Retention of Preservative
Retention, usually expressed as kilograms of preservative per cubic metre of wood (pounds per cubic foot), is the amount of preservative retained in the wood after completion of the treating cycle and is one measure of the degree of protection provided.
Plywood can be penetrated by preservatives more readily than solid wood of the same species because the veneer cutting process opens the wood grain. These minute fissures are hard to detect witht the naked eye but are readily penetrated by preservatives under pressure.
Penetration of Preservative
Penetration is the depth to which preservative chemicals are forced into the wood. It is an indication of the amount of protection provided. The amount of penetration is determined by the qualities of the species and the treating process. The greater the depth of penetration, the less likely it is that the protected boundary of pressure-treated wood will be breached.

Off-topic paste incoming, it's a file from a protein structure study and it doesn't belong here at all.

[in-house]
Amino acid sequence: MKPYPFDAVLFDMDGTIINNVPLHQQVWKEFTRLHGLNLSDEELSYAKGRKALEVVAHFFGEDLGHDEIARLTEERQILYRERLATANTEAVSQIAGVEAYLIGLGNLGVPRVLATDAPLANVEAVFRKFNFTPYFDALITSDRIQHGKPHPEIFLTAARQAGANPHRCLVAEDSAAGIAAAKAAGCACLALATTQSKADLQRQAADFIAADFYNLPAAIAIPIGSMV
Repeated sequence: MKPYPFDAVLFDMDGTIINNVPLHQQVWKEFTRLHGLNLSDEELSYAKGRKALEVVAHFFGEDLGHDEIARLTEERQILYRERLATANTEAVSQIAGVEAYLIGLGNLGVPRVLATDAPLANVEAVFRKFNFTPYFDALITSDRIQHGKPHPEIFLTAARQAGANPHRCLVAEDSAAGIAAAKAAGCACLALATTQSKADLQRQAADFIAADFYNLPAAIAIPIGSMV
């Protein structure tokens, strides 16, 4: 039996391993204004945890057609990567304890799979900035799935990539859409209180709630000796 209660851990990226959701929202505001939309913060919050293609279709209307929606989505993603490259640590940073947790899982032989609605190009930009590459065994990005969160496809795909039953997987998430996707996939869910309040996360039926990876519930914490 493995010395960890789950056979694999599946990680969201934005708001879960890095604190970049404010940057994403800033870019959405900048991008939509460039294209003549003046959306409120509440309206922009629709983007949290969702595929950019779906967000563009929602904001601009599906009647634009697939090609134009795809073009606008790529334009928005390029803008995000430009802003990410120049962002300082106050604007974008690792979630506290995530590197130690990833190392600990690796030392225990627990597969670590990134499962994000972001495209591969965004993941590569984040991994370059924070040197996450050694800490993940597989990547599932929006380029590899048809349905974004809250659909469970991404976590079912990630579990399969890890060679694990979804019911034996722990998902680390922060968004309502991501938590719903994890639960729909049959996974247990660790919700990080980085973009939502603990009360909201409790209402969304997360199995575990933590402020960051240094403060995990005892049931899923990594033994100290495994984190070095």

In some cases the penetration of chemical can be improved by incising the surfaces of lumber with knives to create artificial openings through which chemical preservative can enter the wood (see Figure 9.9 below). With new incising technology the appearance of a board is not substantially altered by incising.
Figure 9.9 Cross Section of Preservative-Treated Lumber